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Student Theft as Campus Grows

Theft is No Laughing Matter on UCM Campus

Theft is an unfortunate part of living in a community- the more unfortunate part is being a victim. According to, the most common things stolen are cash, electronics (laptops, cellphones, iPods, etc.), bikes, books, jewelry, and credit/debit cards. More often, however, is the fact that students inadvertently leave these items unattended- either carrying too much cash, or leaving a dorm room unlocked.

Nevertheless, mistakes like this are sometimes unavoidable, so perhaps it is more useful to address theft from the legal standpoint. I sat down with Sergeant George Gongora, with concern toward certain legal distinctions in theft.

Officer Gongora first urged that students register their electronic items. Doing so allows the police at UC Merced to take down the serial number, make, and model of the product, which eases the process of finding the stolen property.

As for punishment of recovered items, Gongora stated that most punishments are judged based on Penal code 47, which states the distinction between petty and grand thefts. Gongora added however that the penalties are often dependent on the specific case.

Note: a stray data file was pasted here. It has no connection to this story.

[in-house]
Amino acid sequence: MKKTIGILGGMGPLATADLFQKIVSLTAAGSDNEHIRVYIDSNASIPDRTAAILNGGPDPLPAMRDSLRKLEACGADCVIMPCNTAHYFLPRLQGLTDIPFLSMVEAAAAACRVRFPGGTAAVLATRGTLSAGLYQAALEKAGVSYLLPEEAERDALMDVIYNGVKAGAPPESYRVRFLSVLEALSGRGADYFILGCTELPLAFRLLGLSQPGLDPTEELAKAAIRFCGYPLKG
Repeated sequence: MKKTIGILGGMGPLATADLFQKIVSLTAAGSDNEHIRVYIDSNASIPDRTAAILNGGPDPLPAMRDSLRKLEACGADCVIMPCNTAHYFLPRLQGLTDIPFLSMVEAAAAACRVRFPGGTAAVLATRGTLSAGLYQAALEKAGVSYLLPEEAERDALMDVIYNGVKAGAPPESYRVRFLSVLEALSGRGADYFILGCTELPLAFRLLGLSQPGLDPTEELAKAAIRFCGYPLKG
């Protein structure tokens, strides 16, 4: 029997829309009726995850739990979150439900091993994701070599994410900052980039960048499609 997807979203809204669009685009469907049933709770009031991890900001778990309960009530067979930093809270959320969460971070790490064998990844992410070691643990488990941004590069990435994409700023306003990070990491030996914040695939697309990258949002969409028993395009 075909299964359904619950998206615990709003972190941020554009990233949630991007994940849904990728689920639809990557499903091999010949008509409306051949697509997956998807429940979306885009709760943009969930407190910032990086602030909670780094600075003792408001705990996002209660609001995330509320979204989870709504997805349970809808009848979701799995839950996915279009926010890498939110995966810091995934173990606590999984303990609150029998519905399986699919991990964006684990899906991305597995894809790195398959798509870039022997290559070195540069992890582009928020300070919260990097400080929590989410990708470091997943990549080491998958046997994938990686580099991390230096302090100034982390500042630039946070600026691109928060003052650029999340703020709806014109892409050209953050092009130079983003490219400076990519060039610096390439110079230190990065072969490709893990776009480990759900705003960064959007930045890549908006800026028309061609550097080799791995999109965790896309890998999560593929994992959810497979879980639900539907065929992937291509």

Generally, petty thefts include the theft of an item less than a monetary value of $950. A peculiar case among a multitude of exceptions is fruits and vegetables, which if exceeding $250, would constitute a grand theft.  Normally, this type of theft represents a loss of property equaling or exceeding $950. The exception in this case is firearms.  No matter the price, it is considered grand theft.

Officer Gongora would not comment on the frequency of successful recoveries. Instead, he responded by urging the importance of registering electronics so that if needed, they can notify other police stations in neighboring districts.

Students who have been robbed find themselves in the lamentable situation of trying to either recover the value lost, or function without the item. Agustin Roldan, a junior who had his laptop stolen a year ago, suggests getting a warranty with the laptop.

 "After my laptop was stolen, I called HP, and presented them with my claim at the police station. Right away, they gave me credit towards buying a new laptop that was tantamount to the price of the stolen one."

Theft off campus is a far greater  issue than on campus. It is not uncommon to hear of someone whose house or car was broken into. In all circumstances however, it is crucial that one reports the theft immediately. Doing so allows police officers to keep a vigilant eye out for the stolen property.

In more rare cases on campus, items thought stolen may have actually been misplaced, and a good samaritan may have turned it into lost and found. Items not claimed after 90 days are auctioned off for charity.